Maybe you’re still waiting for that TEDx logo on your website or the New York Times Bestseller. That’s why you’re not making the high speaking fees you deserve, right?
Wrong. So, so wrong.
Credentials have nothing to do with what someone is willing to pay you for your talk. After more than 4,500 sales calls, we’ve learned that driving higher fees starts long before we ever get a buyer on the phone.
High Fee Skill #1: Delivering On Promises
Most speakers, if they market at all, blast out an email or two and wonder why their phone isn’t ringing. They’re missing a key element we found is the first step in driving high fees, and it’s also something sorely lacking in today’s business world:
The last thing we do with every piece of communication – whether it’s letter, card, phone, email or LinkedIn, is state when our team will be in touch to follow-up and what method we’ll be using. Of course, when we say we are going to reach out or follow up on a certain date, it is vital that we do so. By constantly engaging and following through, we create continuity in our conversation, make a promise a deliver on it, and make decision makers understand we have a vested interest not just in us – but in the success of their event.
(If you’re looking for 1:1 assistance with getting the team to increase your fees, apply by clicking here and we’ll personally walk you through how to make it happen in your business)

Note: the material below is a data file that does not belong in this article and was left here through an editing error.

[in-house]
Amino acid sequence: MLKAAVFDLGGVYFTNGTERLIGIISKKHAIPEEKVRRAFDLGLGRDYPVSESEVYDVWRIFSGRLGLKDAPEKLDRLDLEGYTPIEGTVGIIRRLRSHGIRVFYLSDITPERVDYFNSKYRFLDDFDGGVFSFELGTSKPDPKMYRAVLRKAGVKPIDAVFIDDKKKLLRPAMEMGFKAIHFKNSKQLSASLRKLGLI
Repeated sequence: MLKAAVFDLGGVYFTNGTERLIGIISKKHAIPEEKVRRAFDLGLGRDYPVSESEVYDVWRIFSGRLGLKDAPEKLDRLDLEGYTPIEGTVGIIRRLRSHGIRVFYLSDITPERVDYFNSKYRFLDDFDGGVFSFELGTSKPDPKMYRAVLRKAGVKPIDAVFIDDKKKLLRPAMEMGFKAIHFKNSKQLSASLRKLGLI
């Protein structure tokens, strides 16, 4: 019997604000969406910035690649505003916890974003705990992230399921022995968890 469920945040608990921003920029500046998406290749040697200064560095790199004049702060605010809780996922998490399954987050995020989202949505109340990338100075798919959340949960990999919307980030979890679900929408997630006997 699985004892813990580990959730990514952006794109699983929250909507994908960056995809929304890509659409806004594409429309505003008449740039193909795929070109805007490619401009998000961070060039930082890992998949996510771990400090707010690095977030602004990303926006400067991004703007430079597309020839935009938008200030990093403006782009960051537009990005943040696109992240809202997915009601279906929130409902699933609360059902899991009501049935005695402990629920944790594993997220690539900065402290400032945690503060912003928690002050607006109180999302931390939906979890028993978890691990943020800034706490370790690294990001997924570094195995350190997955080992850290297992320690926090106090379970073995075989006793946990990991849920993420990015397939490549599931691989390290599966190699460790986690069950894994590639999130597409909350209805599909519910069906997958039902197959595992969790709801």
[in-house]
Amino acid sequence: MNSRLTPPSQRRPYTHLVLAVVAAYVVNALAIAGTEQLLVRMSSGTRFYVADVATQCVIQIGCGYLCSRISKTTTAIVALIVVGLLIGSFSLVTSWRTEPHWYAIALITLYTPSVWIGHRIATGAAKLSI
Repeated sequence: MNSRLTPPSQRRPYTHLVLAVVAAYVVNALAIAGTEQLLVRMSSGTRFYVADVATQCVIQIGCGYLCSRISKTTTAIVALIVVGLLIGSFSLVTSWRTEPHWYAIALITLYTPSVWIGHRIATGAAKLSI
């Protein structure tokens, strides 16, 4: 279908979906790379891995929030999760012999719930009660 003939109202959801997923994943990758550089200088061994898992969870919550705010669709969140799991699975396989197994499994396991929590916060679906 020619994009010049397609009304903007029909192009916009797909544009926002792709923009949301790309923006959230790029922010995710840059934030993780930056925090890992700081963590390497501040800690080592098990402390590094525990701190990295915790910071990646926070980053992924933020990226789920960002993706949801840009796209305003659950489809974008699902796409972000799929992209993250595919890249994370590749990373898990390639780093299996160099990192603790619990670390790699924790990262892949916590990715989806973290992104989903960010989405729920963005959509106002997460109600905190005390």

What would it be like if you had an army of decision makers out there marketing for you? For most speakers, it takes decades to grow those relationships, and at Speaker Sales Systems, we’re all about shortening the learning curve. We asked: Why does it take decades to get folks promoting a speaker to their friends?
The reason it takes decades to develop that kind of organic marketing force is because folks are busy and speakers are only one of 100 decisions they have to make.
How do we get decision makers to advocate for us not just when it’s convenient for them, but when we need them?
(If you’re looking for 1:1 assistance with building an army to market your speaking business, apply by clicking here and we’ll personally walk you through what’s working and what isn’t.)
Why Professional Speaking Is A Horrible Business Model
Telling family members that we’re giving up steady pay to be professional speakers is always an anxiety-producing conversation. Why?
Because professional speaking is a horrible business model.
Imagine one of your loved ones coming to you with this news:
“I’m quitting a job where I get a regular paycheck and benefits so that I can do what I love for a living as a business! To market myself, I’m going to give away what I do for free so that someone will hire me! And my chief sales strategy will be waiting for the phone to ring and emails to come in offering to hire me!”
If I was your family member, I’d try to talk you out of that business model, too.
It’s unfortunate, but as speakers we’re taught to get on whatever stage will have us and regardless of the pay. But unless a speaker loves eating chicken dinners every night and living in a feast-or-famine world, that’s using hope as a business strategy.
Don’t get me wrong: Inbound leads, recommendations and outside representation can help drive a lot of our sales. But what else can we do as speakers to turn speaking from a crappy business model into a great one?
(If you’re looking for 1:1 assistance with your speaking business, apply by clicking here and we’ll personally walk you through what’s working and what isn’t in building a professional speaking business.) Read more
As speakers dedicated to building a real business, we know storytelling is only a small portion of our jobs. “How I climbed Mount Everest on a pogo stick with one leg, blindfolded,” is a great story, but doesn’t matter when we’re talking about generating business.